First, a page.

Art Central is own until tomorrow… and I had a chance to visit it already yesterday. It is a new contemporary art fair showcasing new talent next to established artists and galleries, and it takes place in a huge tent on the new Central Harbourfront.
More than 75 international galleries are taking part and they are showcasing almost anything from paintings, drawings, photographs, sculptures, installations, video works and even performances. Here are some of my favourites from the show.
Hwang Ran created a huge art work (more than 8m long) that is called Healing Blossoms. It depicts branches with blossoms, which are beautiful to look at. Once you get closer, you notice that it is all made out of paper buttons, beads and pins that sit on a wood panel. Like a meditative practice, Hwang repetitively arranged hundreds of beads and buttons in a floral composition – it is very beautiful and calming to look at. Here are some more pictures and articles about his work.
Next to Hwang’s piece is another artwork by a Korean artist. Bahk Seon-Ghi created a sculpture from pieces of charcoal suspended from nylon filaments. The use of charcoal is deeply rooted in the traditions of his home country, where it is used in daily purification rituals.
Tao Yang calls his work of wrapped up buddhas ‘Parallel meditation password’ and I just wish I knew why he used this title. All I know is that the buddhas are covered in beautiful textiles, set against a black backdrop. This must have been one of the most photographed spots of the whole show!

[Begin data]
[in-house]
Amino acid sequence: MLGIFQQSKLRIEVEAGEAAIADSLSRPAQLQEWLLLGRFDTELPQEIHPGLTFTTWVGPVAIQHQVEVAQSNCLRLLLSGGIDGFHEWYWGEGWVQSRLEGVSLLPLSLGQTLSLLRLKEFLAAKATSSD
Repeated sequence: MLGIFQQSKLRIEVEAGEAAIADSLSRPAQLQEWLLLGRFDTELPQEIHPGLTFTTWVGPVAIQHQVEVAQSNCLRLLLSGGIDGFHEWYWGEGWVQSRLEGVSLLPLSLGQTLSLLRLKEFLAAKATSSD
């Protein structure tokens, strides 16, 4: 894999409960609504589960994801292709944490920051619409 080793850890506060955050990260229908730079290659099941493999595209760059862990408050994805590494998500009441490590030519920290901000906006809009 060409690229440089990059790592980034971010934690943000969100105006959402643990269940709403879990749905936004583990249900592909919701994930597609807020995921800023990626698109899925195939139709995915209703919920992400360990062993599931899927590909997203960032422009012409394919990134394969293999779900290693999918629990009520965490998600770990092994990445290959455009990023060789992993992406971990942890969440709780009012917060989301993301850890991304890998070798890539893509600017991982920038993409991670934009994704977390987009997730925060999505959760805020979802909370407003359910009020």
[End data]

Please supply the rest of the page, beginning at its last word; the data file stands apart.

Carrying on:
Zhongying Shi presents a sculpture called Dhyana, made out of stainless steel. In an artist’s statement Shi said “I use the grid as the symbol of emptiness and through it, I express my feeling about religion, philosophy – especially Buddhism – in relation to the spirit in modern life.” Here is more info about Shi on the Redgate Gallery website.
Also represented by the same gallery is Xiaofeng Li, who created phenomenal work using old porcelain shards. He created this artwork called Ocean Travels, which is a wearable suit made of Ming Period porcelain shards.
His other piece called whirling is made out of Qing period shards – crazy but stunning:
Can you guess what the next artwork is made out of? Denim. So Yong Choi created this fantastic piece by ripping up jeans and sewing them back together – zips and pockets included. Here are some similar pieces by the same artist.
Another creative use of such a day-to-day material: books on wood. Chung Doohwa creates pieces out of paper (well, out of book pages to be precise) that are three dimensional.
Finally, Impression of Hongren’s Landscape by Lu Zheng. Four islands made out of stainless steel and floating in mid-air. Difficult to tell but the islands are inscribed with Chinese symbols. I wonder what these mean…